[CentOS-devel] Why does CentOS 5 claim to be i386 compatible when it's really not?
martin at rhm.de
Wed Dec 15 10:33:23 UTC 2010
On Tue, 14 Dec 2010 13:29:29 -0500 Jeff Johnson wrote:
> Sure there's an appealing symmetry with "x86" <-> "x86_64". The problem
> is that the names keep changing for marketing and technical reasons.
> Even "i686" and "i586" are mostly meaningless jargon. E.g. the linux
> kernel chose to start returning "i686" as a generic, not specific, and
> rely on precise details in /proc/cpuinfo years and years ago.
This could be because ever since the 1995 introduction of the i686
architecture with the Pentium Pro the core architecture hasn't changed
significantly. AMD's K7 is fully i686 compatible, the K8 is a K7 core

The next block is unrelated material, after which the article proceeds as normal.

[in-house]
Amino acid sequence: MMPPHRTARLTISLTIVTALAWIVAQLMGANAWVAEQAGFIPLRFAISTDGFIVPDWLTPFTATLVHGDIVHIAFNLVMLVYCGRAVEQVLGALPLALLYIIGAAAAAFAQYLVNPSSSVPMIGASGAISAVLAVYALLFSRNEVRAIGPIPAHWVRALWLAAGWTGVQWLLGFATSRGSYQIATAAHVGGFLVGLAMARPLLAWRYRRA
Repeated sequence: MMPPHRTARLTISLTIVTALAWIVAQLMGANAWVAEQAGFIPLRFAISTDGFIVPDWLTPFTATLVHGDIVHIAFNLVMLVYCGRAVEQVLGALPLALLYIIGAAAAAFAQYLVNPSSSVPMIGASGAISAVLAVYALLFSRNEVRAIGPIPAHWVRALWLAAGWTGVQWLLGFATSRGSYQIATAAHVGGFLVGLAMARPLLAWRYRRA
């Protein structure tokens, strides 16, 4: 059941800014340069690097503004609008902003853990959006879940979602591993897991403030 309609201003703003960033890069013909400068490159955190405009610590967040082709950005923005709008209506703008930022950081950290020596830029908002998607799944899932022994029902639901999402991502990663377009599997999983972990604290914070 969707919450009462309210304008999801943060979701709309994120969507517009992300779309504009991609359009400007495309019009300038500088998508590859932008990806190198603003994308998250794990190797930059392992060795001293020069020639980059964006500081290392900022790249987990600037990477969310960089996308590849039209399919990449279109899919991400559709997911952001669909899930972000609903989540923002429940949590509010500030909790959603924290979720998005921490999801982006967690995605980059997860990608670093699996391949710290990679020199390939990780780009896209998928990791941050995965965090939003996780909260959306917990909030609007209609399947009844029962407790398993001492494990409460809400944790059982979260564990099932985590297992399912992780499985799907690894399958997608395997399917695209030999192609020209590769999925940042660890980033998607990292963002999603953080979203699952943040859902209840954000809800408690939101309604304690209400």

plus 64-bit features, and the K10 is an improved K8. At it's very core
(in terms of instruction set, not in terms of actual silicon
implementation) even the latest Phenom II X6 is still a fully i686
compatible K7. Intel tried a new architecture with the Pentium 4 but
failed spectacularly as we all know, and returned to an improvied i686
processor with its Pentium M (aka Banias), Core and Core 2 series. The
Core i7 is just like the Phenom II - a full i686 instruction set with 64-
Rieke Computersysteme GmbH
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